“Eldan!” Relief swelled in his chest at the sound of Cale’s voice rising over the clamor.
“I’m here! Can you follow my voice?” Eldan sounded strangled to his own ears, his throat raw. He heard splashes to his left and turned his head to squint through the gloom, just able to make out Cale stumbling toward him, feeling her way along the stone. He stood up and reached out his hand, clutching at her fingers. Tenebrous light began to filter from the mouth of the tunnel in the distance as the last of the crowd ducked under the gate and rushed into the violence of the storm, seeking shelter deeper in the city.
Eldan sucked in a breath. “Can we make it?”
Cale squeezed his hand and nodded, and they began a splashing dash toward the opening, only for Eldan to stumble headlong over an obstruction on the tunnel floor after a few steps, landing painfully on his already scraped hands and knees. He hauled himself up and looked back to see what had tripped him up, freezing as he saw it was a person lying face-down in the shallow water, hair fanning around their head, and neck bent at an unnatural angle. Their arms were spread as though they had been flung to the ground while trying to catch themselves, and their back was muddy, obviously having been trampled by the mass of people desperate to get past.
“Eldan, come on! The gate is almost down, we have to keep going!” Cale was standing a short ways ahead, nearly frantic, looking between Eldan standing motionless and the gate grinding ever lower in the distance.
Eldan stepped back from the figure, his legs shaking, and moaned with nausea and shock. “The horse. I heard it when the horse dropped.”
“What are you talking about? We have to go now!” Cale took a last glance at the gate and ran back to grab Eldan’s arm and drag him forward, jumping to the side and clapping a hand over her mouth in horror when she finally saw the body. “Oh, abyss, no..”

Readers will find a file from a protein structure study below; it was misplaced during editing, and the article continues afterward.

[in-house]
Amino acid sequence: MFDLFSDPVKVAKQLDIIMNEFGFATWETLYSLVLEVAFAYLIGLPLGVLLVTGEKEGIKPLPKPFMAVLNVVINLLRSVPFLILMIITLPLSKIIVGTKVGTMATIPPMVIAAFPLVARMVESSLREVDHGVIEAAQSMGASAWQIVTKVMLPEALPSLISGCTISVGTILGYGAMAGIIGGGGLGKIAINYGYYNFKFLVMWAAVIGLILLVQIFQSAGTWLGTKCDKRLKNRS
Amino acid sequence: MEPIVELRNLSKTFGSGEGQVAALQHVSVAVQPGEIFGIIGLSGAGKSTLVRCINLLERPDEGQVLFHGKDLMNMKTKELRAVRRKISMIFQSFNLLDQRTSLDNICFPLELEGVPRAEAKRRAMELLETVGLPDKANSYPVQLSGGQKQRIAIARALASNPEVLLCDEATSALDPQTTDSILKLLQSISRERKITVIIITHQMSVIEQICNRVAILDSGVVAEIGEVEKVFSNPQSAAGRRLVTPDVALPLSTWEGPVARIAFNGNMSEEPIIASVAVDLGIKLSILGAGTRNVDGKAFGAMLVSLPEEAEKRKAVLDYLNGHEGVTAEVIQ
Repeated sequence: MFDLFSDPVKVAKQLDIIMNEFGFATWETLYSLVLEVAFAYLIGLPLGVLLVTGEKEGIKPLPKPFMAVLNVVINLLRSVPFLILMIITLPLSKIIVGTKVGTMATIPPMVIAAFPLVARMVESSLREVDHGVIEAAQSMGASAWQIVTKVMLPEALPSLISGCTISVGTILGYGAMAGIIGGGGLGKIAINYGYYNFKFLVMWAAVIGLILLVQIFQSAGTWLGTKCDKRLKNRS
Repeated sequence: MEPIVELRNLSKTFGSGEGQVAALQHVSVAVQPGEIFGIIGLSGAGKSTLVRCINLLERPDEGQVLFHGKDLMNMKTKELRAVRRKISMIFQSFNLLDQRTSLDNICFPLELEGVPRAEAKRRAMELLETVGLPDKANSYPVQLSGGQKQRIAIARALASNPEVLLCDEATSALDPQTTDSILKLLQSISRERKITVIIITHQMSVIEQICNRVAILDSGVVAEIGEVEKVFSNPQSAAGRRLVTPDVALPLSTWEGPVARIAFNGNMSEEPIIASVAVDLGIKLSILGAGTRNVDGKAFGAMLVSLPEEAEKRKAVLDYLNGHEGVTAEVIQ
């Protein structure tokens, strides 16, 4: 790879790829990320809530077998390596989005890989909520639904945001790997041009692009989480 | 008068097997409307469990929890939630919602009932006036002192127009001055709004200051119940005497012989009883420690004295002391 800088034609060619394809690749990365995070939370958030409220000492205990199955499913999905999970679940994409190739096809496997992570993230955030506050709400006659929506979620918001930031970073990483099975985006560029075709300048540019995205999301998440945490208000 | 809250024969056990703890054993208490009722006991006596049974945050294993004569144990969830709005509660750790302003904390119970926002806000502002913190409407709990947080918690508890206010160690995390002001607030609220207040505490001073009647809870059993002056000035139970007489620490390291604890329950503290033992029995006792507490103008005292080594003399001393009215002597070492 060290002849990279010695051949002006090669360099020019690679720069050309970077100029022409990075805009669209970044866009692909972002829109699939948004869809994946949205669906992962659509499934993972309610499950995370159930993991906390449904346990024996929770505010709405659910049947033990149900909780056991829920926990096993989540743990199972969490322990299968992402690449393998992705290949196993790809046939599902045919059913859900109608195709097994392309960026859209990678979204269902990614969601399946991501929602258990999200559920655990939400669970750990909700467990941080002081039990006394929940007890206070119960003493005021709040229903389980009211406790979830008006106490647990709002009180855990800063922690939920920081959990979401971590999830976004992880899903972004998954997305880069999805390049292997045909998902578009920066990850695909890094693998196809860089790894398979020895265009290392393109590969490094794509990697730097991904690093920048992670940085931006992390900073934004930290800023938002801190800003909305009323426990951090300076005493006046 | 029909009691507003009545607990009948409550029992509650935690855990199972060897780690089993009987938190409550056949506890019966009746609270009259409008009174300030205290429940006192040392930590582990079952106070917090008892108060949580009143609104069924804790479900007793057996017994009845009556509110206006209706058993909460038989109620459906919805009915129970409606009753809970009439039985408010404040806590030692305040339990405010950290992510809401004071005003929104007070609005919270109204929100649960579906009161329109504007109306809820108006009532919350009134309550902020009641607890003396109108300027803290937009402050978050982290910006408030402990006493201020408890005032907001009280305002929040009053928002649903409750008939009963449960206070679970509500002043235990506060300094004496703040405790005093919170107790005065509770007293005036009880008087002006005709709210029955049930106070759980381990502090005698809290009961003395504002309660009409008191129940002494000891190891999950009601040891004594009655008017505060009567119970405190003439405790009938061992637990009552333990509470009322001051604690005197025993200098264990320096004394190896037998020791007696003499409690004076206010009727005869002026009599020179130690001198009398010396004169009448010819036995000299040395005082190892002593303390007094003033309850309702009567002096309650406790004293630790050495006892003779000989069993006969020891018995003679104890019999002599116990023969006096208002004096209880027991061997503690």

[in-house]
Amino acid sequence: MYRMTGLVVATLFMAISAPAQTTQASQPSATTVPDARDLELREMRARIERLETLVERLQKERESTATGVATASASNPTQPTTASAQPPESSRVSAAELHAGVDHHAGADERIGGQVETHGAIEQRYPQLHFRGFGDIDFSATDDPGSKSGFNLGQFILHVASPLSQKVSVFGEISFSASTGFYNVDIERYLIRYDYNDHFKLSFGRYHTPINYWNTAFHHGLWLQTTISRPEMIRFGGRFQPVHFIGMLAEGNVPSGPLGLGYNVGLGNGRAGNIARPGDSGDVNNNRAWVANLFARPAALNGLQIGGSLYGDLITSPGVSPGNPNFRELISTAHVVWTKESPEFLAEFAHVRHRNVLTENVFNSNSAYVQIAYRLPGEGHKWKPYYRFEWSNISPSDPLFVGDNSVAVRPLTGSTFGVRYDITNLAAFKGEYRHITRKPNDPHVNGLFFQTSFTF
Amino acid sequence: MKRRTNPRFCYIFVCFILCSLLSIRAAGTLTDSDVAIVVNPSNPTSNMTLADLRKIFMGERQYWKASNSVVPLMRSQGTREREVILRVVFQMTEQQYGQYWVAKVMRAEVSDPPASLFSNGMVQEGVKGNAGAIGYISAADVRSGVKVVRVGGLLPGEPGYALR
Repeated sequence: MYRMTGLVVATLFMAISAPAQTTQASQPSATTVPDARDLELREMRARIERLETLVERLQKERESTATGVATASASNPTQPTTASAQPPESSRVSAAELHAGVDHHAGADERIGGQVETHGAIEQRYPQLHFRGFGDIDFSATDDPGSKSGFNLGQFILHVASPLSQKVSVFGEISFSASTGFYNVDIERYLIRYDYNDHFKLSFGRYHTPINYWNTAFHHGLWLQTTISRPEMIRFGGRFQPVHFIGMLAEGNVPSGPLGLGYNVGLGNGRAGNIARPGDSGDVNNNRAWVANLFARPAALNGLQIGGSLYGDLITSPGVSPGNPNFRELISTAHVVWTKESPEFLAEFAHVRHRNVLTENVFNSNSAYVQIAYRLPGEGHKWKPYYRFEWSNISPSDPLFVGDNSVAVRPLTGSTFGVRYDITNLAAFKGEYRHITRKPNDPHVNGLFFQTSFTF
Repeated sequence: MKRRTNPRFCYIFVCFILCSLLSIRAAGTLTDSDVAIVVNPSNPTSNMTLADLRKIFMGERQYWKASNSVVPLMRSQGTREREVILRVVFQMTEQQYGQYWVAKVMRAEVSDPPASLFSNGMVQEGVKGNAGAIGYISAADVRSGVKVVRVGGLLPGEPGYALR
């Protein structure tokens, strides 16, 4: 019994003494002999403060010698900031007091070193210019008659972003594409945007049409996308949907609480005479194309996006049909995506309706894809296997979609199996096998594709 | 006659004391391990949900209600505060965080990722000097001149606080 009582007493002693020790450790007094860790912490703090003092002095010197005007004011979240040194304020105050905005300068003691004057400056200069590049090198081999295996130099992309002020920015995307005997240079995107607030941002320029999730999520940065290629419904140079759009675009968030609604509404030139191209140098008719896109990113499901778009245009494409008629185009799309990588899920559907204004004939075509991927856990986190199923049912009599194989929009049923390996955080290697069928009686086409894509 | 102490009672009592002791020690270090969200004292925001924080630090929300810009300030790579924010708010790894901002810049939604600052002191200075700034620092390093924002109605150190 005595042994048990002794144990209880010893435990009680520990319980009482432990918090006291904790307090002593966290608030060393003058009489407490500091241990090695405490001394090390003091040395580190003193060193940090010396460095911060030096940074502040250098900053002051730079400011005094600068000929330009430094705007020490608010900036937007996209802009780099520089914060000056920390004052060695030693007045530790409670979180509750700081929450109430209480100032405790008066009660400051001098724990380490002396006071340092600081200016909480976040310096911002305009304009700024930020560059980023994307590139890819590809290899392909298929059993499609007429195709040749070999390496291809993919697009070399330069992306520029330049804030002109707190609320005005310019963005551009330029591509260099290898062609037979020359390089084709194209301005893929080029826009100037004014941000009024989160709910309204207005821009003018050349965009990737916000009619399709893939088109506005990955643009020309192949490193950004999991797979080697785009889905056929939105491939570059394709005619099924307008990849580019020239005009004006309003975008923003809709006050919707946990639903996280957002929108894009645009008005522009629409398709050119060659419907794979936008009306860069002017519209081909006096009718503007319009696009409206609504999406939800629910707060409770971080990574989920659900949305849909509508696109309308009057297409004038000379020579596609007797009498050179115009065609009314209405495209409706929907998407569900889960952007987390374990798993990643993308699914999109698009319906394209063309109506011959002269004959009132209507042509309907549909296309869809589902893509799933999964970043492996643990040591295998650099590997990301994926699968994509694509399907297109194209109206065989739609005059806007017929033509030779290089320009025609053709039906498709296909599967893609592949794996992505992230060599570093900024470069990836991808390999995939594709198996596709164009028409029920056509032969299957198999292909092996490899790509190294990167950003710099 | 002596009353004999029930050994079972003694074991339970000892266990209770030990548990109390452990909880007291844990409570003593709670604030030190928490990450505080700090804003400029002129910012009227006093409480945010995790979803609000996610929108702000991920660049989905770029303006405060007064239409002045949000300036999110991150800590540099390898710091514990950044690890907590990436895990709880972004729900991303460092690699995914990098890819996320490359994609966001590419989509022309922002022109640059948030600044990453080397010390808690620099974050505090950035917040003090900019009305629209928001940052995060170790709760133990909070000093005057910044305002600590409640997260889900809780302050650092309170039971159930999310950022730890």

As Cale and Eldan stared, aghast, at the broken, savaged corpse, two successive, shuddering booms rent the air when the two gates finally completed their descent and crashed into the ground. The tumult of pounding rain, howling wind and crashes of thunder continued unabated, but the tunnel itself finally stilled.
“What do we do?” Eldan whispered, imagining this person’s husband or wife, or maybe children or parents, waiting anxiously for them to arrive home. In the dim light, with the body positioned as it was, he couldn’t make out anything beyond the horrifying fact that it had been a living, breathing person. The wet crack he had heard after the horse whinnied wildly in fear, sending the crowd surging back as it reared, played over and over in his mind. He thought perhaps he should turn the body over to look for something that might allow him to find this person’s family, but he was terrified by both the idea of having to look upon the person’s face with its unseeing eyes and having to deliver this terrible news to whomever held them in their hearts.
“I don’t think we are supposed to do anything. They were trampled, people stepped on their back and walked on like nothing happened. That must be a crime the city guard would need to investigate.” Cale’s voice was shaky with emotion, arms wrapped tightly around herself and fists clenched.
Eldan was ashamed to feel relief as he was tacitly released of any responsibility toward the body. He tasted bitter bile rising in his throat, thoughts of the trampling and his own cowardice whirling to become a tempest in his head.
“Maybe we should wait closer to the gate? We can get through as soon as it opens and tell a guard what happened.” Cale looked pleadingly at Eldan, who nodded numbly and tore his eyes away from the wretched figure at his feet to look at her pale face. He felt Cale’s cold fingers on his arm and they began to walk toward the closed gate.